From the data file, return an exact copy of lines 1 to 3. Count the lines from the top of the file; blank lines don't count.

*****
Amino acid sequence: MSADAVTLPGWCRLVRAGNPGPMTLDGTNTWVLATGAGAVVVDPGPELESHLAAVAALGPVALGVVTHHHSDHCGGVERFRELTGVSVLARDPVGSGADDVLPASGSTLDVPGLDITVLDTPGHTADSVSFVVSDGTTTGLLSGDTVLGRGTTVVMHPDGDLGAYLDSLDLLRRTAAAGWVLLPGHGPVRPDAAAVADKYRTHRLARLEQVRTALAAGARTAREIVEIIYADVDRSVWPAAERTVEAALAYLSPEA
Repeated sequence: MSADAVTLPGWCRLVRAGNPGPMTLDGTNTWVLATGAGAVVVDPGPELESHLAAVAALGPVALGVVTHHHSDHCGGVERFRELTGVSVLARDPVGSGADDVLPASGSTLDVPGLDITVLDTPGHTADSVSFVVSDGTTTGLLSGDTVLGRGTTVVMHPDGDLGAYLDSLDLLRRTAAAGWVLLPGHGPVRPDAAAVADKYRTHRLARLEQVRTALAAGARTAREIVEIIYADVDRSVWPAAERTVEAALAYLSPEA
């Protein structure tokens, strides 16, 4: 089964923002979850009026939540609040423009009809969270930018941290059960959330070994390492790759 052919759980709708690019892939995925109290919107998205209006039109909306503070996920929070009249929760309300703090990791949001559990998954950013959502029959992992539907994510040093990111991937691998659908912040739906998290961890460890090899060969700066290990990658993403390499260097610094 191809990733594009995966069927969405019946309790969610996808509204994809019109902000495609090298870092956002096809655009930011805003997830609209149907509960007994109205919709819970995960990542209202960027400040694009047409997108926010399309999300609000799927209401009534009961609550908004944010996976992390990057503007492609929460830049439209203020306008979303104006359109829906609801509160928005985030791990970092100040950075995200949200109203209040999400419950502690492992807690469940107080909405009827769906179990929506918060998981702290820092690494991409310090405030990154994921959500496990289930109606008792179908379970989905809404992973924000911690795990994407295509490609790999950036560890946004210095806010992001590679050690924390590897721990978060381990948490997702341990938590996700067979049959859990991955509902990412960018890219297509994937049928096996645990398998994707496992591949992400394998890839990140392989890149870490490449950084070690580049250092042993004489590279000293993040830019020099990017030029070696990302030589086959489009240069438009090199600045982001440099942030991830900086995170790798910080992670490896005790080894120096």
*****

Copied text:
Amino acid sequence: MSADAVTLPGWCRLVRAGNPGPMTLDGTNTWVLATGAGAVVVDPGPELESHLAAVAALGPVALGVVTHHHSDHCGGVERFRELTGVSVLARDPVGSGADDVLPASGSTLDVPGLDITVLDTPGHTADSVSFVVSDGTTTGLLSGDTVLGRGTTVVMHPDGDLGAYLDSLDLLRRTAAAGWVLLPGHGPVRPDAAAVADKYRTHRLARLEQVRTALAAGARTAREIVEIIYADVDRSVWPAAERTVEAALAYLSPEA
Repeated sequence: MSADAVTLPGWCRLVRAGNPGPMTLDGTNTWVLATGAGAVVVDPGPELESHLAAVAALGPVALGVVTHHHSDHCGGVERFRELTGVSVLARDPVGSGADDVLPASGSTLDVPGLDITVLDTPGHTADSVSFVVSDGTTTGLLSGDTVLGRGTTVVMHPDGDLGAYLDSLDLLRRTAAAGWVLLPGHGPVRPDAAAVADKYRTHRLARLEQVRTALAAGARTAREIVEIIYADVDRSVWPAAERTVEAALAYLSPEA
């Protein structure tokens, strides 16, 4: 089964923002979850009026939540609040423009009809969270930018941290059960959330070994390492790759 052919759980709708690019892939995925109290919107998205209006039109909306503070996920929070009249929760309300703090990791949001559990998954950013959502029959992992539907994510040093990111991937691998659908912040739906998290961890460890090899060969700066290990990658993403390499260097610094 191809990733594009995966069927969405019946309790969610996808509204994809019109902000495609090298870092956002096809655009930011805003997830609209149907509960007994109205919709819970995960990542209202960027400040694009047409997108926010399309999300609000799927209401009534009961609550908004944010996976992390990057503007492609929460830049439209203020306008979303104006359109829906609801509160928005985030791990970092100040950075995200949200109203209040999400419950502690492992807690469940107080909405009827769906179990929506918060998981702290820092690494991409310090405030990154994921959500496990289930109606008792179908379970989905809404992973924000911690795990994407295509490609790999950036560890946004210095806010992001590679050690924390590897721990978060381990948490997702341990938590996700067979049959859990991955509902990412960018890219297509994937049928096996645990398998994707496992591949992400394998890839990140392989890149870490490449950084070690580049250092042993004489590279000293993040830019020099990017030029070696990302030589086959489009240069438009090199600045982001440099942030991830900086995170790798910080992670490896005790080894120096």